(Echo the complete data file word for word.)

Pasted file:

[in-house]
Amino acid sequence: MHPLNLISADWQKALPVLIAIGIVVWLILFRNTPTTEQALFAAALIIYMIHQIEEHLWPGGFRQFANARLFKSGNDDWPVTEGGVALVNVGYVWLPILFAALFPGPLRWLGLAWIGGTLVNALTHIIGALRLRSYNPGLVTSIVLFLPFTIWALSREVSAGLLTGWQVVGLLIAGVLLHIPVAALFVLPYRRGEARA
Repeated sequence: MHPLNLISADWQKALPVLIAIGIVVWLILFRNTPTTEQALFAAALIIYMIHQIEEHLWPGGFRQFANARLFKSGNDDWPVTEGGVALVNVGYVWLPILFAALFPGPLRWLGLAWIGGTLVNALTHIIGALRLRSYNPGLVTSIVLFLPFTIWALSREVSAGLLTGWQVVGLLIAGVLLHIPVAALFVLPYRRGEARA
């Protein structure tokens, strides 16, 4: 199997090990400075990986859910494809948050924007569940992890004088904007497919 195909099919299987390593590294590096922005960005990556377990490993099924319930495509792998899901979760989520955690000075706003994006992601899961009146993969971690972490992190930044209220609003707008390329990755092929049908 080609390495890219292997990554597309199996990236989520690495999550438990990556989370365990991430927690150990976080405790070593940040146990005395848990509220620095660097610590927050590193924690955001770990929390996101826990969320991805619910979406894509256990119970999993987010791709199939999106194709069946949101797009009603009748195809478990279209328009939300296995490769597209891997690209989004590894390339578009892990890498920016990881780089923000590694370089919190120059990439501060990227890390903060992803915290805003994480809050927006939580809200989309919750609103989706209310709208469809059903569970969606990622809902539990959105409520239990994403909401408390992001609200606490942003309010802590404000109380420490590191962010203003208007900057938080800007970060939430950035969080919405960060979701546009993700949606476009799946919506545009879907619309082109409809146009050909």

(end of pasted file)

[in-house]
Amino acid sequence: MHPLNLISADWQKALPVLIAIGIVVWLILFRNTPTTEQALFAAALIIYMIHQIEEHLWPGGFRQFANARLFKSGNDDWPVTEGGVALVNVGYVWLPILFAALFPGPLRWLGLAWIGGTLVNALTHIIGALRLRSYNPGLVTSIVLFLPFTIWALSREVSAGLLTGWQVVGLLIAGVLLHIPVAALFVLPYRRGEARA
Repeated sequence: MHPLNLISADWQKALPVLIAIGIVVWLILFRNTPTTEQALFAAALIIYMIHQIEEHLWPGGFRQFANARLFKSGNDDWPVTEGGVALVNVGYVWLPILFAALFPGPLRWLGLAWIGGTLVNALTHIIGALRLRSYNPGLVTSIVLFLPFTIWALSREVSAGLLTGWQVVGLLIAGVLLHIPVAALFVLPYRRGEARA
């Protein structure tokens, strides 16, 4: 199997090990400075990986859910494809948050924007569940992890004088904007497919 195909099919299987390593590294590096922005960005990556377990490993099924319930495509792998899901979760989520955690000075706003994006992601899961009146993969971690972490992190930044209220609003707008390329990755092929049908 080609390495890219292997990554597309199996990236989520690495999550438990990556989370365990991430927690150990976080405790070593940040146990005395848990509220620095660097610590927050590193924690955001770990929390996101826990969320991805619910979406894509256990119970999993987010791709199939999106194709069946949101797009009603009748195809478990279209328009939300296995490769597209891997690209989004590894390339578009892990890498920016990881780089923000590694370089919190120059990439501060990227890390903060992803915290805003994480809050927006939580809200989309919750609103989706209310709208469809059903569970969606990622809902539990959105409520239990994403909401408390992001609200606490942003309010802590404000109380420490590191962010203003208007900057938080800007970060939430950035969080919405960060979701546009993700949606476009799946919506545009879907619309082109409809146009050909």